And so, to the end. Thanks to everyone who's been following this through, especially Ms Hobgoblin. It's been fun.

32. I'll Let You Live


So it had turned out, a great deal can happen in just 48 hours. In fact, a hell of a great deal, actually.

There'd been first accidents, then rescues and missile strikes. Not exactly an average day by anyone's standards, but John was beginning to wonder if, for him and his family, it wasn't far from it.

Walking along the beach waterline, back on Tracy Island, he ignored the warm water as it lapped over his shoes and was drawn up by the bottom of his trouser leg. It was a small discomfort in return for some quiet, thinking time.

It seemed the truth lately had taken on the appearance of light from an ancient kaleidoscope; tinted, and scattered, and refracted on all sides.

But, whatever, it'd worked out in the end, right.

John had landed in England, with a hold full of replacement parts in the middle of the night, GMT.

All three of his brothers had been stood in the shadow of Thunderbird Two's great belly; the odd line-up bathed in the soft glow of under lights as they watched his slow decent from the skies.

There'd been no rushing hugs or cries of joyful reunion like you saw in the movies, but a slight nod from Scott and a handshake from Gordon. Virgil went as far as to sweep a hand to his back, patting him like a favourite dog, but that was all. Then it was to business.

He'd joined his brothers in catching a couple of hours rest, which he'd been surprised to find came easily after all of the drama of the past day or so. Then, all four of them (Gordon included) had risen as the sun did, getting to work early on repairs.

The short period of laid-down sleep appeared to have done the second-youngest Tracy more than a world of good. Not only was the aquanaut moving freely again, but also he'd managed to scrounge together a breakfast of sorts (a mug of instant coffee each, six power bars, three sachets of boil-in-the-bag chicken noodles and a packet of dried banana slices) having searched through the little 'kitchenette' aboard.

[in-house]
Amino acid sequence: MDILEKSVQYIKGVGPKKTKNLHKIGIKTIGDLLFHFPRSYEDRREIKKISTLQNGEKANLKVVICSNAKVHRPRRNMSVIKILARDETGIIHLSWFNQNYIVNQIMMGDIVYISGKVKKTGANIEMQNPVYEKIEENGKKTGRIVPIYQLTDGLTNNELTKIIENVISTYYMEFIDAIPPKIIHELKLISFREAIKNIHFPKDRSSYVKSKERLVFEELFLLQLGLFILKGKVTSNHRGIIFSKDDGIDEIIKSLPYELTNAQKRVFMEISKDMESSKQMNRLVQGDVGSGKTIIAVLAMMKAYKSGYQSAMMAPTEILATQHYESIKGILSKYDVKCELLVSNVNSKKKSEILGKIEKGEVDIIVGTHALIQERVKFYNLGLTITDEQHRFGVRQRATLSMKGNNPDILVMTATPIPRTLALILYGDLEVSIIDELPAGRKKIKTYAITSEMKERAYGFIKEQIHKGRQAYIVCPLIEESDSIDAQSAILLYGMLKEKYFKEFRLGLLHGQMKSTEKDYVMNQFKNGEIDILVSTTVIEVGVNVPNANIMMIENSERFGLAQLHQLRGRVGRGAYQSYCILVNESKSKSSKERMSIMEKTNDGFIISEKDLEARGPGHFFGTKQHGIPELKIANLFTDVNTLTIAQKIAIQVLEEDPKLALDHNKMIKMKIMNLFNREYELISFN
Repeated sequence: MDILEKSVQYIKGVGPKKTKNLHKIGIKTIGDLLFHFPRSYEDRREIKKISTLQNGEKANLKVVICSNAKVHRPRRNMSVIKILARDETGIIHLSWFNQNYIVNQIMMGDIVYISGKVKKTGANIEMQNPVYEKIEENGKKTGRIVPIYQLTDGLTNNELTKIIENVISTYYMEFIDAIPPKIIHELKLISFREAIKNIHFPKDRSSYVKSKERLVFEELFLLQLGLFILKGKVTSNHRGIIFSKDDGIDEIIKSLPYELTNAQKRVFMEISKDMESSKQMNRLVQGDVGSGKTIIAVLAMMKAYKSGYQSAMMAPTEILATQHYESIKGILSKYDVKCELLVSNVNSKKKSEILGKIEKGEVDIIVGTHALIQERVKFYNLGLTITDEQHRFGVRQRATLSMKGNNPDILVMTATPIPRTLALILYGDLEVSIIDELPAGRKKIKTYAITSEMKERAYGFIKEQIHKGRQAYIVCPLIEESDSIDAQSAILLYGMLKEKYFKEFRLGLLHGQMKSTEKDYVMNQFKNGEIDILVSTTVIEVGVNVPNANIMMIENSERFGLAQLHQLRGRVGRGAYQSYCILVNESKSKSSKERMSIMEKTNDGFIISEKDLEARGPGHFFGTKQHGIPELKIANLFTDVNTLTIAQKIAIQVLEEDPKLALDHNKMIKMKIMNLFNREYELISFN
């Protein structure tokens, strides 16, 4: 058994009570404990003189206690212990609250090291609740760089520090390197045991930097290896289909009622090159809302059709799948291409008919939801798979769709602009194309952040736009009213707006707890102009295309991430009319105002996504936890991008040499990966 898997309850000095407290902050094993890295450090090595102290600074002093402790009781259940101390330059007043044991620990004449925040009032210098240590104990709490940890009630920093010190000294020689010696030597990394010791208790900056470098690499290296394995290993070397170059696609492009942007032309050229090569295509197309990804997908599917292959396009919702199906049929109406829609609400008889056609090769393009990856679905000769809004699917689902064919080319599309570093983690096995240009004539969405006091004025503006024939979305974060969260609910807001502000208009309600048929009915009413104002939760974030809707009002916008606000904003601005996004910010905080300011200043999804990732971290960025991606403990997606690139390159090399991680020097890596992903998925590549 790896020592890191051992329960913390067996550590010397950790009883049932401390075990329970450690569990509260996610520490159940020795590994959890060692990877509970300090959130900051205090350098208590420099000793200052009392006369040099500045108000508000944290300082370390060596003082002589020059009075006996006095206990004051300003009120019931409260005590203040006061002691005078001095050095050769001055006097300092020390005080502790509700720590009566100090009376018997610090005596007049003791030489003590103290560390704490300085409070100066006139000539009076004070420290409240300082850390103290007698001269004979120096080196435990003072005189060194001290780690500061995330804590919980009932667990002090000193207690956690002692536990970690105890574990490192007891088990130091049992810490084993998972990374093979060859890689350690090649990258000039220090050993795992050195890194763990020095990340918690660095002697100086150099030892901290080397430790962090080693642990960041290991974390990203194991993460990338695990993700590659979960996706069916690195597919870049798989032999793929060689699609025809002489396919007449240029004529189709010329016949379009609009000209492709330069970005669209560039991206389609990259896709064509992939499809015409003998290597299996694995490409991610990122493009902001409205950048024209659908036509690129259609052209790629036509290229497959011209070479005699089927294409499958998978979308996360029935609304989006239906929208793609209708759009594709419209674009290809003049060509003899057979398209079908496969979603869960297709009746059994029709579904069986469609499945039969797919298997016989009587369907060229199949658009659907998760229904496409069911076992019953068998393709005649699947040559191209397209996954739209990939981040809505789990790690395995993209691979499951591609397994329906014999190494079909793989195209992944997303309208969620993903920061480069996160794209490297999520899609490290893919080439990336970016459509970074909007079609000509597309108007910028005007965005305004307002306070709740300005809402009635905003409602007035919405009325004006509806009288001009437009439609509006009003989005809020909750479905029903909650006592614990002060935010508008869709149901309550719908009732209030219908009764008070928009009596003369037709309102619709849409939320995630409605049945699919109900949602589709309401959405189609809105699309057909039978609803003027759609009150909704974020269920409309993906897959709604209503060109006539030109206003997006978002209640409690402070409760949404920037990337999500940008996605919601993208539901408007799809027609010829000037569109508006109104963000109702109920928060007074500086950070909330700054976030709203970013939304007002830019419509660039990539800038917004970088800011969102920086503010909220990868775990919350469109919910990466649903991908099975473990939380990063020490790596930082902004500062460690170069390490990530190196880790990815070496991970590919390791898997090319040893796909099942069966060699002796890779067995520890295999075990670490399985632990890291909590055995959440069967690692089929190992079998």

Okay, so if they'd been desperate they could have ventured in the Creighton-Ward Manor for food, but it'd seemed rude to be there, when Penelope wasn't.

Thus, improvised breakfast done with, the brothers had worked the remainder of the morning on fixing up Two; loading parts onto hoversleds to ferry them across from the leviathan's smaller sister.

Scott and Virgil'd used the outside access points at the rear of the craft to climb out to the tail ramjets, whilst John and Gordon had laboured over the main left engine and VTOL jet.

As lunchtime began to approach, and Gordon had threatened to 'have a look in his locker' and see what he could find that was 'maybe edible' the repairs were finished up. Two wasn't completely mended, nor without the odd dent and scorch mark, but she was once again air-worthy and filled the wind-stirred earth with a quiet rumbling of vast, inconceivable power.

The four brothers had come together, in the aft crew cabin, grease smeared but contented. Gordon'd flopped straight down on to a pull-down bunk, stretching his legs out in front of him, before Virgil had shifted him over, none to politely.

Stood, leant up against a work surface, Scott'd asked,

"So, I reckon we put it to a vote. Stay here and brave lunch courtesy of Gordon's locker or head home now?"

Immediately Virgil had elected for home, followed soon after by Gordon. John, leant up against the doorway, had shrugged, then said,

"Home it is then, I guess. Scott, you want to take her back?" The astronaut had jerked a thumb in the direction of Thunderbird One outside. "I'll ride back with these two."

And so it had gone.

Scott had waited, hovering above with the grace and poise of a beautifully speckled dragonfly, until Virgil had brought Thunderbird Two up into the nearly cloudless sky. Then, together the two crafts, unique to the world below, had flown back Island-wards.